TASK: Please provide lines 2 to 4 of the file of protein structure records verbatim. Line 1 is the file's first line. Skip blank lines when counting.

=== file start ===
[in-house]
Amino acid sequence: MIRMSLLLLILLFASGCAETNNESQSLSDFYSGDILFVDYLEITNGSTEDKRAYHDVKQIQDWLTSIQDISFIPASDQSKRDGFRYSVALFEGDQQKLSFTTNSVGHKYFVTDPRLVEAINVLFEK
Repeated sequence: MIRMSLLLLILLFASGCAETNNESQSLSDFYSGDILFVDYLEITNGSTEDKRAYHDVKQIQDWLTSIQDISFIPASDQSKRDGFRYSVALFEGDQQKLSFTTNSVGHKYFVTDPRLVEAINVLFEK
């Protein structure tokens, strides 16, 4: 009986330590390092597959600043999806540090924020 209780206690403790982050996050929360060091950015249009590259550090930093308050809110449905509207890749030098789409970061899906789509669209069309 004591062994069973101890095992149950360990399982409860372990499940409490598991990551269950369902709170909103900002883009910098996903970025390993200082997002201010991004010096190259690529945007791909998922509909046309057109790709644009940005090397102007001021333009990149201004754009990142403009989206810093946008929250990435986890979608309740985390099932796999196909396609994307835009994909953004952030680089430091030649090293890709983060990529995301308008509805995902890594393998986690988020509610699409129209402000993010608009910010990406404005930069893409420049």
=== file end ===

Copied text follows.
Amino acid sequence: MIRMSLLLLILLFASGCAETNNESQSLSDFYSGDILFVDYLEITNGSTEDKRAYHDVKQIQDWLTSIQDISFIPASDQSKRDGFRYSVALFEGDQQKLSFTTNSVGHKYFVTDPRLVEAINVLFEK
Repeated sequence: MIRMSLLLLILLFASGCAETNNESQSLSDFYSGDILFVDYLEITNGSTEDKRAYHDVKQIQDWLTSIQDISFIPASDQSKRDGFRYSVALFEGDQQKLSFTTNSVGHKYFVTDPRLVEAINVLFEK
């Protein structure tokens, strides 16, 4: 009986330590390092597959600043999806540090924020 209780206690403790982050996050929360060091950015249009590259550090930093308050809110449905509207890749030098789409970061899906789509669209069309 004591062994069973101890095992149950360990399982409860372990499940409490598991990551269950369902709170909103900002883009910098996903970025390993200082997002201010991004010096190259690529945007791909998922509909046309057109790709644009940005090397102007001021333009990149201004754009990142403009989206810093946008929250990435986890979608309740985390099932796999196909396609994307835009994909953004952030680089430091030649090293890709983060990529995301308008509805995902890594393998986690988020509610699409129209402000993010608009910010990406404005930069893409420049």